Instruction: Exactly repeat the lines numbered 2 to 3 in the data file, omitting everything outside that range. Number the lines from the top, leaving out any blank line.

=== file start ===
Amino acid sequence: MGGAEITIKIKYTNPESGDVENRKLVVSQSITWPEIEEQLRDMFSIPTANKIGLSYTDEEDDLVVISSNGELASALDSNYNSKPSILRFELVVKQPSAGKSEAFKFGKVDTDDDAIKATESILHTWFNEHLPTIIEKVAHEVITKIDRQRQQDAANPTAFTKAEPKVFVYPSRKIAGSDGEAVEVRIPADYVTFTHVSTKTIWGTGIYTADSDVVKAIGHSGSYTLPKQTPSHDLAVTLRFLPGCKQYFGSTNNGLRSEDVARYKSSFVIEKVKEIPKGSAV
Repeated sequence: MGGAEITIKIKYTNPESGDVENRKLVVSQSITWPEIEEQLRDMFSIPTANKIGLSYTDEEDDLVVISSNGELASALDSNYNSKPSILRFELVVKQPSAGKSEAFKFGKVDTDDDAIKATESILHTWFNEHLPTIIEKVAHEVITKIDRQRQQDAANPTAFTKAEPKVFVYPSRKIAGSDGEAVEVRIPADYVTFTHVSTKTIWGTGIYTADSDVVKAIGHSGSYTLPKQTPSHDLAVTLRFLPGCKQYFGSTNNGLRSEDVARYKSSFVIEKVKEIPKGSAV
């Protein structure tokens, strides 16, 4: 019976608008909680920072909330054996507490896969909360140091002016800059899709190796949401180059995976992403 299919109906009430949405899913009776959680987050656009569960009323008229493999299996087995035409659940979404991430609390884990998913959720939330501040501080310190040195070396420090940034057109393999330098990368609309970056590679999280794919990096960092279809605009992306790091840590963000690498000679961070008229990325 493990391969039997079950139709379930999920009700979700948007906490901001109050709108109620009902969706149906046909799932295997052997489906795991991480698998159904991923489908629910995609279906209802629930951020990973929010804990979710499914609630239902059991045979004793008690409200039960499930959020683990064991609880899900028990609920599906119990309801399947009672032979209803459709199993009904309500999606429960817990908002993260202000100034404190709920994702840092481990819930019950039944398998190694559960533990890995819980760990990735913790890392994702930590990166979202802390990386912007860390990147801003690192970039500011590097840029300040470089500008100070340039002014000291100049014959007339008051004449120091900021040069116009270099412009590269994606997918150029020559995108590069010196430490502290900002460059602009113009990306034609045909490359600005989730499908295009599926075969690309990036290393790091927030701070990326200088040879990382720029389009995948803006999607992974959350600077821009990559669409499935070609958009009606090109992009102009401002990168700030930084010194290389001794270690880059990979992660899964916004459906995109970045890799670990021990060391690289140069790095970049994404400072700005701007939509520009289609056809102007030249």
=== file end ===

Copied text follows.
Repeated sequence: MGGAEITIKIKYTNPESGDVENRKLVVSQSITWPEIEEQLRDMFSIPTANKIGLSYTDEEDDLVVISSNGELASALDSNYNSKPSILRFELVVKQPSAGKSEAFKFGKVDTDDDAIKATESILHTWFNEHLPTIIEKVAHEVITKIDRQRQQDAANPTAFTKAEPKVFVYPSRKIAGSDGEAVEVRIPADYVTFTHVSTKTIWGTGIYTADSDVVKAIGHSGSYTLPKQTPSHDLAVTLRFLPGCKQYFGSTNNGLRSEDVARYKSSFVIEKVKEIPKGSAV
């Protein structure tokens, strides 16, 4: 019976608008909680920072909330054996507490896969909360140091002016800059899709190796949401180059995976992403 299919109906009430949405899913009776959680987050656009569960009323008229493999299996087995035409659940979404991430609390884990998913959720939330501040501080310190040195070396420090940034057109393999330098990368609309970056590679999280794919990096960092279809605009992306790091840590963000690498000679961070008229990325 493990391969039997079950139709379930999920009700979700948007906490901001109050709108109620009902969706149906046909799932295997052997489906795991991480698998159904991923489908629910995609279906209802629930951020990973929010804990979710499914609630239902059991045979004793008690409200039960499930959020683990064991609880899900028990609920599906119990309801399947009672032979209803459709199993009904309500999606429960817990908002993260202000100034404190709920994702840092481990819930019950039944398998190694559960533990890995819980760990990735913790890392994702930590990166979202802390990386912007860390990147801003690192970039500011590097840029300040470089500008100070340039002014000291100049014959007339008051004449120091900021040069116009270099412009590269994606997918150029020559995108590069010196430490502290900002460059602009113009990306034609045909490359600005989730499908295009599926075969690309990036290393790091927030701070990326200088040879990382720029389009995948803006999607992974959350600077821009990559669409499935070609958009009606090109992009102009401002990168700030930084010194290389001794270690880059990979992660899964916004459906995109970045890799670990021990060391690289140069790095970049994404400072700005701007939509520009289609056809102007030249």